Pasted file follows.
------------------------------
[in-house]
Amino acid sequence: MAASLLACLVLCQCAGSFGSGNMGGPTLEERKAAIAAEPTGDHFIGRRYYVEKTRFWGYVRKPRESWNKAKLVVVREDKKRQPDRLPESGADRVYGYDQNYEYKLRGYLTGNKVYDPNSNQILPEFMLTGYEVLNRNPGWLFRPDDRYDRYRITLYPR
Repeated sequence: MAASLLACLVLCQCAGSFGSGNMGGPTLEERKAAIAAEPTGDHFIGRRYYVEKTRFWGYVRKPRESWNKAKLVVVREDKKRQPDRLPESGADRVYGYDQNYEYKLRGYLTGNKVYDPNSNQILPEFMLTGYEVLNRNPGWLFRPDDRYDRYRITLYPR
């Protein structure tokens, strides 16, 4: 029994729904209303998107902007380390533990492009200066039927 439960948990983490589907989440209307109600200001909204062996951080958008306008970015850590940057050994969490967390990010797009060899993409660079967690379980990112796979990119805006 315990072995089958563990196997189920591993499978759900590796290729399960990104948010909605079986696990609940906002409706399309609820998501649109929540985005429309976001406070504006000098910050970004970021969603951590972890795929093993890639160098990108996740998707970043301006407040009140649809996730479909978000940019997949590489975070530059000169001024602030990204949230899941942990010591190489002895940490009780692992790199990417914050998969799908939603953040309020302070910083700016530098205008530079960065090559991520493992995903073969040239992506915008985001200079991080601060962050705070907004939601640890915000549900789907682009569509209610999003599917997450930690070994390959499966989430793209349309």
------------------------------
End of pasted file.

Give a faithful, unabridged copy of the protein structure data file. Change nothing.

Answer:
[in-house]
Amino acid sequence: MAASLLACLVLCQCAGSFGSGNMGGPTLEERKAAIAAEPTGDHFIGRRYYVEKTRFWGYVRKPRESWNKAKLVVVREDKKRQPDRLPESGADRVYGYDQNYEYKLRGYLTGNKVYDPNSNQILPEFMLTGYEVLNRNPGWLFRPDDRYDRYRITLYPR
Repeated sequence: MAASLLACLVLCQCAGSFGSGNMGGPTLEERKAAIAAEPTGDHFIGRRYYVEKTRFWGYVRKPRESWNKAKLVVVREDKKRQPDRLPESGADRVYGYDQNYEYKLRGYLTGNKVYDPNSNQILPEFMLTGYEVLNRNPGWLFRPDDRYDRYRITLYPR
């Protein structure tokens, strides 16, 4: 029994729904209303998107902007380390533990492009200066039927 439960948990983490589907989440209307109600200001909204062996951080958008306008970015850590940057050994969490967390990010797009060899993409660079967690379980990112796979990119805006 315990072995089958563990196997189920591993499978759900590796290729399960990104948010909605079986696990609940906002409706399309609820998501649109929540985005429309976001406070504006000098910050970004970021969603951590972890795929093993890639160098990108996740998707970043301006407040009140649809996730479909978000940019997949590489975070530059000169001024602030990204949230899941942990010591190489002895940490009780692992790199990417914050998969799908939603953040309020302070910083700016530098205008530079960065090559991520493992995903073969040239992506915008985001200079991080601060962050705070907004939601640890915000549900789907682009569509209610999003599917997450930690070994390959499966989430793209349309």